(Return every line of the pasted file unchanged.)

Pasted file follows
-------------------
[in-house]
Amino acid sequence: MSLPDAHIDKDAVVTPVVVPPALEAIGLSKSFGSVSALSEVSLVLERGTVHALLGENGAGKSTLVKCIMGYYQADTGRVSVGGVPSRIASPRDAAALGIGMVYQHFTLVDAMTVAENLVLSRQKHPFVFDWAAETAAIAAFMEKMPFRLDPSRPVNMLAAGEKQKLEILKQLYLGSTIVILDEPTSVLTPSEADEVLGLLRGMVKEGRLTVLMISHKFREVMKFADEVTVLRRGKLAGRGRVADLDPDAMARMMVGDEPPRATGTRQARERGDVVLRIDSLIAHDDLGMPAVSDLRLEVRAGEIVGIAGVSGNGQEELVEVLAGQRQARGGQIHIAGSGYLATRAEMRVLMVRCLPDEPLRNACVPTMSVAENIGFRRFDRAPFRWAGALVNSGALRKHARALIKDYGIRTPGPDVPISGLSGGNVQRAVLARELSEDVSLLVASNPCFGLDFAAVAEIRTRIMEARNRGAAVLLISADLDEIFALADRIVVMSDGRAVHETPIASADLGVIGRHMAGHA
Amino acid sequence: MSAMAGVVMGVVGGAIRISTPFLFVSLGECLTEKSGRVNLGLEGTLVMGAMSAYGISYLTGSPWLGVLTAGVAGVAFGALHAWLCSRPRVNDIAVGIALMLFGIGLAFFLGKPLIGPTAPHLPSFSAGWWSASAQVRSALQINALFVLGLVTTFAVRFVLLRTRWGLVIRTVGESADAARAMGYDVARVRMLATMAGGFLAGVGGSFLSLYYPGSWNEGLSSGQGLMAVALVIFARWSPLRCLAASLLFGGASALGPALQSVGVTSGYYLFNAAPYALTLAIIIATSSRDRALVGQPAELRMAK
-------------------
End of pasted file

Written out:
[in-house]
Amino acid sequence: MSLPDAHIDKDAVVTPVVVPPALEAIGLSKSFGSVSALSEVSLVLERGTVHALLGENGAGKSTLVKCIMGYYQADTGRVSVGGVPSRIASPRDAAALGIGMVYQHFTLVDAMTVAENLVLSRQKHPFVFDWAAETAAIAAFMEKMPFRLDPSRPVNMLAAGEKQKLEILKQLYLGSTIVILDEPTSVLTPSEADEVLGLLRGMVKEGRLTVLMISHKFREVMKFADEVTVLRRGKLAGRGRVADLDPDAMARMMVGDEPPRATGTRQARERGDVVLRIDSLIAHDDLGMPAVSDLRLEVRAGEIVGIAGVSGNGQEELVEVLAGQRQARGGQIHIAGSGYLATRAEMRVLMVRCLPDEPLRNACVPTMSVAENIGFRRFDRAPFRWAGALVNSGALRKHARALIKDYGIRTPGPDVPISGLSGGNVQRAVLARELSEDVSLLVASNPCFGLDFAAVAEIRTRIMEARNRGAAVLLISADLDEIFALADRIVVMSDGRAVHETPIASADLGVIGRHMAGHA
Amino acid sequence: MSAMAGVVMGVVGGAIRISTPFLFVSLGECLTEKSGRVNLGLEGTLVMGAMSAYGISYLTGSPWLGVLTAGVAGVAFGALHAWLCSRPRVNDIAVGIALMLFGIGLAFFLGKPLIGPTAPHLPSFSAGWWSASAQVRSALQINALFVLGLVTTFAVRFVLLRTRWGLVIRTVGESADAARAMGYDVARVRMLATMAGGFLAGVGGSFLSLYYPGSWNEGLSSGQGLMAVALVIFARWSPLRCLAASLLFGGASALGPALQSVGVTSGYYLFNAAPYALTLAIIIATSSRDRALVGQPAELRMAK